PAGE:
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Chapter: Modern Medical Toxicology: Food Poisons: Food Poisoning

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Scombroid Poisoning (Histamine Fish Poisoning)

Scombroid Poisoning (Histamine Fish Poisoning)
Source: Tuna, bonito, escolar, skipjack, mackerel, needlefish, saurie, kingfish, wahoo, albacore, amberjack, blue fish, dolphin, mahi mahi, marlin, anchovy, herring, swordfish, Australian ocean salmon, Bombay duck (a kind of dried fish)

Scombroid Poisoning (Histamine Fish Poisoning)

Source

Tuna, bonito, escolar, skipjack, mackerel, needlefish, saurie, kingfish, wahoo, albacore, amberjack, blue fish, dolphin, mahi mahi, marlin, anchovy, herring, swordfish, Australian ocean salmon, Bombay duck (a kind of dried fish) (Fig 33.12).


Toxin

Scombroid poisoning is a form of ichthyosarcotoxicosis (the toxin is contained within the flesh of the fish). Poisoning occurs from consumption of improperly preserved fish in which the endogenous histidine has been broken down by bacteria into high levels of histamine and saurine. Unfortunately, tainted fish may look and smell normal. Rarely, there is a “sharp” or “peppery” taste. To add insult to injury, even if such contami-nated fish is subsequently cooked well or smoked, the toxins are not destroyed.

The CDC (USA) has reported that scombroid fish poisoning has been most often associated with the consumption of tuna, mahi-mahi, and bluefish. Immediately after being caught the fish is generally non-toxic, but toxicity increases as the bacterial count rises. Scombrotoxin formation can also occur if the fish is improperly refrigerated.

Incubation Period

Few minutes to few hours: Symptoms may develop as early as 5 to 10 minutes after eating the fish, or be delayed up to 1 to 2 hours. Although most cases are mild and self-limiting, resolving in 3 to 36 hours, potentially life-threatening effects have occurred.

Clinical Features

·      Manifestations are mostly histamine-mediated, and comprise erythema of face, urticaria, pruritis, dermal flushing, diaphoresis, burning sensation of the mouth, dizziness, throbbing headache, vomiting, diarrhoea, and abdominal cramps.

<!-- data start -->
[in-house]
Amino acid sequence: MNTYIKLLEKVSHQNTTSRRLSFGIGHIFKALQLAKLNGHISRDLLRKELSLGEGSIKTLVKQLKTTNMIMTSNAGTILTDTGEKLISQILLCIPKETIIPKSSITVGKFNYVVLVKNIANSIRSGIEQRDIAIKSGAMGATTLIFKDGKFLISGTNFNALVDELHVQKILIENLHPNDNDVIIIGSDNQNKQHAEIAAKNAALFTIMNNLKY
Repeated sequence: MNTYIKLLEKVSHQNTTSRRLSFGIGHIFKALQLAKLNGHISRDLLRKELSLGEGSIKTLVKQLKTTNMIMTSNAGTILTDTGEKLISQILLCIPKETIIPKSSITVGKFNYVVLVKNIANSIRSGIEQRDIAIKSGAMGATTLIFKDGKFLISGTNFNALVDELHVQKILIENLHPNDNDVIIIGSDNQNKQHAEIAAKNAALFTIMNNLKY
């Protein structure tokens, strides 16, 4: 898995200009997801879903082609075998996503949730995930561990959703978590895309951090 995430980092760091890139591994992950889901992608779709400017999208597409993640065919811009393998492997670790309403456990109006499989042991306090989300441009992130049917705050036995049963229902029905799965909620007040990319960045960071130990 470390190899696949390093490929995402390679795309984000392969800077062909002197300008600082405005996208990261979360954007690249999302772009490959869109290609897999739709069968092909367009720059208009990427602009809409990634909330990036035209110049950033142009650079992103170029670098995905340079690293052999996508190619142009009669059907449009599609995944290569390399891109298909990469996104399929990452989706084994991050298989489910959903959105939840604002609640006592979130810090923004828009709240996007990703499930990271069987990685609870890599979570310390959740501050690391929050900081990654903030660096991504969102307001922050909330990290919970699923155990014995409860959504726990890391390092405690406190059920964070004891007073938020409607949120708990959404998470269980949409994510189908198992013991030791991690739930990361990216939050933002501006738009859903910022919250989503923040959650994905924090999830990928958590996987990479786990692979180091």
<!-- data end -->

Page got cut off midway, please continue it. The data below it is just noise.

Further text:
·      Palpitations are frequently described.

·      Diarrhoea and vomiting are also common findings after scombroid poisoning.

·      Tachycardia/bradycardia and hypotension have been described.

·      Conjunctival irritation, and angioneurotic facial oedema may develop.

·      In severe cases there may be bronchospasm and respiratory distress.

Symptoms usually subside on their own in 6 to 12 hours.

Diagnosis

Diagnosis of scombrotoxicosis:

·              Clinical picture

·              Histamine levels of serum and urine will be greatly elevated.

·      Detection and quantitation of histamine in implicated fish flesh is more important. Normal fish has less than 1 mg of histamine per 100 gm of flesh. Illness is usually associated with more than 100 mg of histamine per 100 gm of flesh (though illness can result from much less concentrations).

Identification of contaminated fish:

·      Usually such fish appear normal and may not either smell or taste bad.

·      Occasionally, the skin may have a “honeycombed” appearance, or the taste may turn pungent or peppery. Diagnosis can be confirmed by measuring the histamine level in the fish which may exceed 100 mg%. The maximum acceptable level has been fixed at 50%. The recommended method of estimating histamine level in fish is capillary electrophoretic assay.

Treatment

·      Outlined in Table 33.9.


·      Activated charcoal may be useful in the early stages.

·      The role of steroids in management of scombroid poisoning is controversial.

·      Cimetidine has been successful in patients refractory to conventional antihistamines. It has also been used success-fully as first-line treatment.

·      To prevent scombroid poisoning, the fish needs to be continuously frozen, or refrigerated at less than 32°F from the time the fish is caught until it is prepared for consumption.


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